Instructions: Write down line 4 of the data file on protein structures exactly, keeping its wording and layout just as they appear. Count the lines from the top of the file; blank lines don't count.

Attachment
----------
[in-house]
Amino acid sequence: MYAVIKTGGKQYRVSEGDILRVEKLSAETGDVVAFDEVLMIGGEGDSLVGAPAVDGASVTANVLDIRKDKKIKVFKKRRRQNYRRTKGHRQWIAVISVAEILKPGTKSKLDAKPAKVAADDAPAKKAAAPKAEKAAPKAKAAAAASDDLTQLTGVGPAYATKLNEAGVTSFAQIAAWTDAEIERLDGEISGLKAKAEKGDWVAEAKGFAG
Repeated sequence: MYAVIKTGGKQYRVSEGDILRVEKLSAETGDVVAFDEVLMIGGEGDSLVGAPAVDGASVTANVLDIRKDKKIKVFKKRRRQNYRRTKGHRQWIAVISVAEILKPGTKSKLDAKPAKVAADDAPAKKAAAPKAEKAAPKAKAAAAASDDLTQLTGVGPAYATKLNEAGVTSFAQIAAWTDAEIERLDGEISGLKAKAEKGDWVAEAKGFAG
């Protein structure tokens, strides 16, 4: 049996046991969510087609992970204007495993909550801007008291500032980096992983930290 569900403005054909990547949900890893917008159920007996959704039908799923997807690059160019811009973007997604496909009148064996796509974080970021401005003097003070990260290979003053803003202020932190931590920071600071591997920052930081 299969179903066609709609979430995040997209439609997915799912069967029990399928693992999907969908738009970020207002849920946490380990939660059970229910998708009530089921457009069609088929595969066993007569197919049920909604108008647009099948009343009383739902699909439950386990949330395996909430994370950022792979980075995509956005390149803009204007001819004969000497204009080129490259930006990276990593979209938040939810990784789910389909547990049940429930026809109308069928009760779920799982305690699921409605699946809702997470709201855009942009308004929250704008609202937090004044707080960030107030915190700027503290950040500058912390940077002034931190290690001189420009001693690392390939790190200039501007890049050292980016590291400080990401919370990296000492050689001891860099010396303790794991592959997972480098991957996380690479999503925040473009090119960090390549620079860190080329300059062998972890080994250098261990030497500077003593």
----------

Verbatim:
């Protein structure tokens, strides 16, 4: 049996046991969510087609992970204007495993909550801007008291500032980096992983930290 569900403005054909990547949900890893917008159920007996959704039908799923997807690059160019811009973007997604496909009148064996796509974080970021401005003097003070990260290979003053803003202020932190931590920071600071591997920052930081 299969179903066609709609979430995040997209439609997915799912069967029990399928693992999907969908738009970020207002849920946490380990939660059970229910998708009530089921457009069609088929595969066993007569197919049920909604108008647009099948009343009383739902699909439950386990949330395996909430994370950022792979980075995509956005390149803009204007001819004969000497204009080129490259930006990276990593979209938040939810990784789910389909547990049940429930026809109308069928009760779920799982305690699921409605699946809702997470709201855009942009308004929250704008609202937090004044707080960030107030915190700027503290950040500058912390940077002034931190290690001189420009001693690392390939790190200039501007890049050292980016590291400080990401919370990296000492050689001891860099010396303790794991592959997972480098991957996380690479999503925040473009090119960090390549620079860190080329300059062998972890080994250098261990030497500077003593």